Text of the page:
Understanding how bacteria survive periods of cell wall stress is of fundamental interest and can help generate ideas for improved antibacterial treatments. In this study we use tandem mass tagging to characterize the proteomic response of vancomycin resistant Streptomyces coelicolor to the exposure to sublethal levels of the antibiotic. A common set of 804 proteins were identified in triplicate experiments. Contrasting changes in the abundance of proteins closely associated with the cytoplasmic membrane with those taking place in the cytosol identified aspects of protein spatial localization that are associated with the response to vancomycin. Enzymes for peptidoglycan precursor, mycothiol, ectoine and menaquinone biosynthesis together with a multisubunit nitrate reductase were recruited to the membrane following vancomycin treatment. Many proteins with regulatory functions (including sensor protein kinases) also exhibited significant changes in abundance exclusively in the membrane-associated protein fraction. Several enzymes predicted to be involved in extracellular peptidoglycan crossbridge formation became significantly depleted from the membrane. A comparison with data previously acquired on the changes in gene transcription following vancomycin treatment identified a common high-confidence set of changes in gene expression. Generalized changes in protein abundance indicate roles for proteolysis, the pentose phosphate pathway and a reorganization of amino acid biosynthesis in the stress response.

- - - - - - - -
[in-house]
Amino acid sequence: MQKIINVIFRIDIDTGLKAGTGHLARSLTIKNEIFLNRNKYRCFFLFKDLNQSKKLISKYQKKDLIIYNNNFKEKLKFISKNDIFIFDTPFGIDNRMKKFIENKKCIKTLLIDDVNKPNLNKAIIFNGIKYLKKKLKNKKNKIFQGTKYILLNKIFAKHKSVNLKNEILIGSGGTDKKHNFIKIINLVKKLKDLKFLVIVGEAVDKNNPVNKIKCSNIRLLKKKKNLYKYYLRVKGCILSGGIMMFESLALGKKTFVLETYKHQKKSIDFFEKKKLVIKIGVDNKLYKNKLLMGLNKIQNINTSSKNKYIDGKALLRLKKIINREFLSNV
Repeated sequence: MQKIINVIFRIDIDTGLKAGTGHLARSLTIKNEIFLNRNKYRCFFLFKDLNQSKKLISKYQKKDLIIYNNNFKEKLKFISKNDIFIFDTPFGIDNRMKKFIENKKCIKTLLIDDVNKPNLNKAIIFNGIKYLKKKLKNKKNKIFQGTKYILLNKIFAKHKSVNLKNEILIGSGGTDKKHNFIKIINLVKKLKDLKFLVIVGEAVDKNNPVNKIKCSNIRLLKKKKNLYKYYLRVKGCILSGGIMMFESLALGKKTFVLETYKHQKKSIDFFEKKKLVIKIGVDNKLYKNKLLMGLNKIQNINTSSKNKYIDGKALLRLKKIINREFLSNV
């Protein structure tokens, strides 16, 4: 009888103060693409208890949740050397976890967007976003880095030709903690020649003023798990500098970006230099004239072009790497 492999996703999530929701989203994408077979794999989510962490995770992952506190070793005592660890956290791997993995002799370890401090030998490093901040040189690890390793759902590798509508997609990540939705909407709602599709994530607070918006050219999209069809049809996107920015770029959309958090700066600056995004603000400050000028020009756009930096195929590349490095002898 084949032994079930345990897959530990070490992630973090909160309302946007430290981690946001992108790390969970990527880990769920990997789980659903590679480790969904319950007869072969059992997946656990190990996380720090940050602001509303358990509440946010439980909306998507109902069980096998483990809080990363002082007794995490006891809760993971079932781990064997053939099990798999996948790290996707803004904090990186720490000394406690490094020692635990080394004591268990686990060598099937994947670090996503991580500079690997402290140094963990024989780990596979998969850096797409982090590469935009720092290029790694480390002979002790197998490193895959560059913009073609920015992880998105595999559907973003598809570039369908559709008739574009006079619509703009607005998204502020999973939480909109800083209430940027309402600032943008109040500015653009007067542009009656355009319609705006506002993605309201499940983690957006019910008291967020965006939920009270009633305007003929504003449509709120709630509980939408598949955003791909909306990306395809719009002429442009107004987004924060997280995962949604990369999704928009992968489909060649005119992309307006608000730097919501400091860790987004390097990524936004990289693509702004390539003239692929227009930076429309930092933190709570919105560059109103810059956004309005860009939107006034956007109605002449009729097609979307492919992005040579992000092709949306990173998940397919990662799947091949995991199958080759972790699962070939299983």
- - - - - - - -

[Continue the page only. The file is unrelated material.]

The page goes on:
Hesketh, ADeery, MHong, H
Faculty of Health and Life Sciences\Department of Biological and Medical Sciences
Year of publication: 2015Date of RADAR deposit: 2016-09-22